Imagine being launched into the kaleidoscopic vortex of light from Stanley Kubrick’s 2001: A Space Odyssey. Now, think of every wood-splintering explosion in Bad Boys II (have those two movies ever been mentioned together, back-to-back?). Envision watching the Death Star erupt into a million scorched panels of debris. Visualize a Holly Holm kick to the dome. Conceptualize watching Paul Rudd appear for the first time in Clueless.
Sharkmuffin’s drummer, Kim Deuss, was something like that on February 17th, 2016.
There I was, wrapped up in my hoodie, holding a warm pint of AleSmith, and headbanging like a listlessly errant metalhead. I stomped around with my pair of Mikey Taylors. Pink laces. Jumping as far off of the ground as my body could manage – my NBA scouting report says I can clear two inches on a trampoline. In the middle of my white-dude-waltz, I stop and crane my head so hard that my vertebrae shatter. Slaying, only a few feet away, is Deuss – strafing her drum kit, and rattling off pure power. She’s controlling the circulatory system of the room. You have to stop, dig into the batter’s box, and reassess the situation. Your face emotes in a “holy shit, this is good” expression. The reality of this radness is coursing through your body with the speed of a Katniss Everdeen arrow. You look around to see if other people are seeing what you’re seeing.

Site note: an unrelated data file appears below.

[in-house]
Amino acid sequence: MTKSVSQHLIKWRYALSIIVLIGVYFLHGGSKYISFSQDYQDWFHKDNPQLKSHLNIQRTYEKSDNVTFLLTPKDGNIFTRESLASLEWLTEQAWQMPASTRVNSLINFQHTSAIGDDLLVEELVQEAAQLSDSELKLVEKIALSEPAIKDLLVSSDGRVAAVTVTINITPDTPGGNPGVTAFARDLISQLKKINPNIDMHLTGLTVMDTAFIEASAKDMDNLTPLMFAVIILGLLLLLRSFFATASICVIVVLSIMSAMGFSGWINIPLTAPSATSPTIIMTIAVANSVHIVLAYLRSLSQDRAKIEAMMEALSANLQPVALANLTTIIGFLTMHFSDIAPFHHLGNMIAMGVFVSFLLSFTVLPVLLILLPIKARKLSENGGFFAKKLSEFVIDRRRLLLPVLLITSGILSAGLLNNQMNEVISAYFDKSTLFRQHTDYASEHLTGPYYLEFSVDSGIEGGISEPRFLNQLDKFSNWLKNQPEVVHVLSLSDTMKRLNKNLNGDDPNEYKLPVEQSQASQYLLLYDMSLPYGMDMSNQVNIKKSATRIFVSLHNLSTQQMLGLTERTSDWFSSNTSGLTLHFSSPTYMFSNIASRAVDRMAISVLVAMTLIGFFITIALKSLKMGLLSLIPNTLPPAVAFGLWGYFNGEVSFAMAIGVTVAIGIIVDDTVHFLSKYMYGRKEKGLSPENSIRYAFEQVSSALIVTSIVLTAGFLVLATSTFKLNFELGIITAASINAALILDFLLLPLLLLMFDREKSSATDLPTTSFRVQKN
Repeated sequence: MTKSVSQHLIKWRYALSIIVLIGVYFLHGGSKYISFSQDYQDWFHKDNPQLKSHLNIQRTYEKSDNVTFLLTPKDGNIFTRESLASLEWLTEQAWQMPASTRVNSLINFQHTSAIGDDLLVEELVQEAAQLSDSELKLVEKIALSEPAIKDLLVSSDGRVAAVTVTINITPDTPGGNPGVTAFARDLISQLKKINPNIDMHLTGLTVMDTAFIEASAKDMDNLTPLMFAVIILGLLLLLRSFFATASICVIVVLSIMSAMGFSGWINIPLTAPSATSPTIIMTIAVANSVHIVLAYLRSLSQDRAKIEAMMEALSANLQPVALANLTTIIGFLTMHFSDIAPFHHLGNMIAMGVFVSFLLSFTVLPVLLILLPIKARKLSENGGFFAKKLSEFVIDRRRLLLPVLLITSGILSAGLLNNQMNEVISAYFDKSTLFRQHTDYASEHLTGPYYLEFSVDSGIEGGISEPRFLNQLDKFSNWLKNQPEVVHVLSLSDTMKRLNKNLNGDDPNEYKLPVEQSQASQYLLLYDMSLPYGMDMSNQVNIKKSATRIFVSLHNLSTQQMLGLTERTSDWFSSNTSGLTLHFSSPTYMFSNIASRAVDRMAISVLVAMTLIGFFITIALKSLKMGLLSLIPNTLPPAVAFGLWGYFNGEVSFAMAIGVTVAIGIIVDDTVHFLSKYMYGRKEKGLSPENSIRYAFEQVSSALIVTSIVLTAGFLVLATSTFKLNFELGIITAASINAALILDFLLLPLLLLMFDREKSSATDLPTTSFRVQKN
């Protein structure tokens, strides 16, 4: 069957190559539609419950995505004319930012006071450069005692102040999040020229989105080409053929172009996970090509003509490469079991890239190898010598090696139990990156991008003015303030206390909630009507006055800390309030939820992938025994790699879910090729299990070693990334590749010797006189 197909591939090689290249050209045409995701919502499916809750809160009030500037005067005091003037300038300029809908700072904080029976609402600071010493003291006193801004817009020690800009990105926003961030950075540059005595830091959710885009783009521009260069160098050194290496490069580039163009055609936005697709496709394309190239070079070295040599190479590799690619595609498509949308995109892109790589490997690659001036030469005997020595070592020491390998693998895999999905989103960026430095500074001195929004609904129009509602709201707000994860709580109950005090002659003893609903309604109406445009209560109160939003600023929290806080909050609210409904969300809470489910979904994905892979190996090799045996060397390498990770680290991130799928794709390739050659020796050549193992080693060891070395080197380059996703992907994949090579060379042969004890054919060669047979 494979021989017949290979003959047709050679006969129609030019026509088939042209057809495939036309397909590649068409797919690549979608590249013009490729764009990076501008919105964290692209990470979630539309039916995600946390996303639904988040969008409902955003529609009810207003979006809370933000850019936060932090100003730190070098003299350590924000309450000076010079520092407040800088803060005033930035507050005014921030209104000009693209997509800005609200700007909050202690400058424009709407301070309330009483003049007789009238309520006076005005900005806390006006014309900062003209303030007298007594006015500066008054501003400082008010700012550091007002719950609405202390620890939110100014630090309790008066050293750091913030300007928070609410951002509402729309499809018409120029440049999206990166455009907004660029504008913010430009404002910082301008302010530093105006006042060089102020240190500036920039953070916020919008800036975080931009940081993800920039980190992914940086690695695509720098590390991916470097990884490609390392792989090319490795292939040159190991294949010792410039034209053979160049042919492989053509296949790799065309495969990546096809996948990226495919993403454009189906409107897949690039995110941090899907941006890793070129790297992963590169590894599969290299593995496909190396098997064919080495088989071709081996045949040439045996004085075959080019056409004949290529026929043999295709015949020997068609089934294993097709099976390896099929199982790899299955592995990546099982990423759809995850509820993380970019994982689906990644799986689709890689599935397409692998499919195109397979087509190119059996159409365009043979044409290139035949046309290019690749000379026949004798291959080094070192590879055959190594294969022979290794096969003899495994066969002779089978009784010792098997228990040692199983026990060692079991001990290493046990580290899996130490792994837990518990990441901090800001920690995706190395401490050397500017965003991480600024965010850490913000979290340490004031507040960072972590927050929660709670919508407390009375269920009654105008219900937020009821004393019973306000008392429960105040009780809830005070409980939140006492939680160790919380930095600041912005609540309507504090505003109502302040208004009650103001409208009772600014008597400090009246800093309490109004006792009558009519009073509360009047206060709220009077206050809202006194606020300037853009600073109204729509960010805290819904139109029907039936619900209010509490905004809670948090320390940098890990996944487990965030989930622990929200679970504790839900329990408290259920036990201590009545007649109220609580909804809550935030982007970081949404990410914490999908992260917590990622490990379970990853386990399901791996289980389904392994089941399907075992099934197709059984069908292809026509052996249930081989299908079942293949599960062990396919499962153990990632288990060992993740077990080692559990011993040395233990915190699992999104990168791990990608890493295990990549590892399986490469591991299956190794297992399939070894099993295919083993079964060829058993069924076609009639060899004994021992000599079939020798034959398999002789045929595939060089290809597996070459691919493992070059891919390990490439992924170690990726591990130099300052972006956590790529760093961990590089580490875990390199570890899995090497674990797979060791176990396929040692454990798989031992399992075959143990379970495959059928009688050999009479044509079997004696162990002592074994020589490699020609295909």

They are. Life is good.
Lead singer Tarra Thiessen is belting. Bassist Natalie Kirch is killing. Soda Bar is shaking like the 1906 San Francisco earthquake, and you start making insensitively accurate metaphors to describe it. But it didn’t start with the Brooklyn band. Earlier in the night, Soft Lions had shredded guitars, eviscerated drums, and bruised keyboards. Megan Liscomb, fronting the group’s sonic fury, played “Waitress” with a lip curling ferocity. The San Diego trio even dipped into a distortion laden cover of “All I Have to Do is Dream”, as made popular by The Everly Brothers.
Big Bloom, another celebrated local outfit, took the stage with warpaint and unbridled ebullience. Singer Katie Howard’s vocals roared and tumbled over the venue’s speakers, arresting everyone’s attention. The band’s set was fine-tuned but uncompromisingly raw, giving way to a hypnotic buzz saw of finger jutting rock. Howard’s carbonated and knee-bending performance was one of teeth flashing dissonance. And, fashion wise, her pants were so on point that I wanted to write an entire article about them and send it to Vogue. “I would wear those,” I turn and say to my friend. “Me too,” my friend agrees, nodding.
Lucky Keith christened the ship with an ethereal, composed, and yet untethered performance. As a table-setter, the kid grooved through several guitar tenderizing tracks. It was a good night for everyone there. Except for me. I’m not sure where my ID is.
But that’s for another commentary – one more self-deprecating and less affectionate. Everybody to Los Panchos for burritos!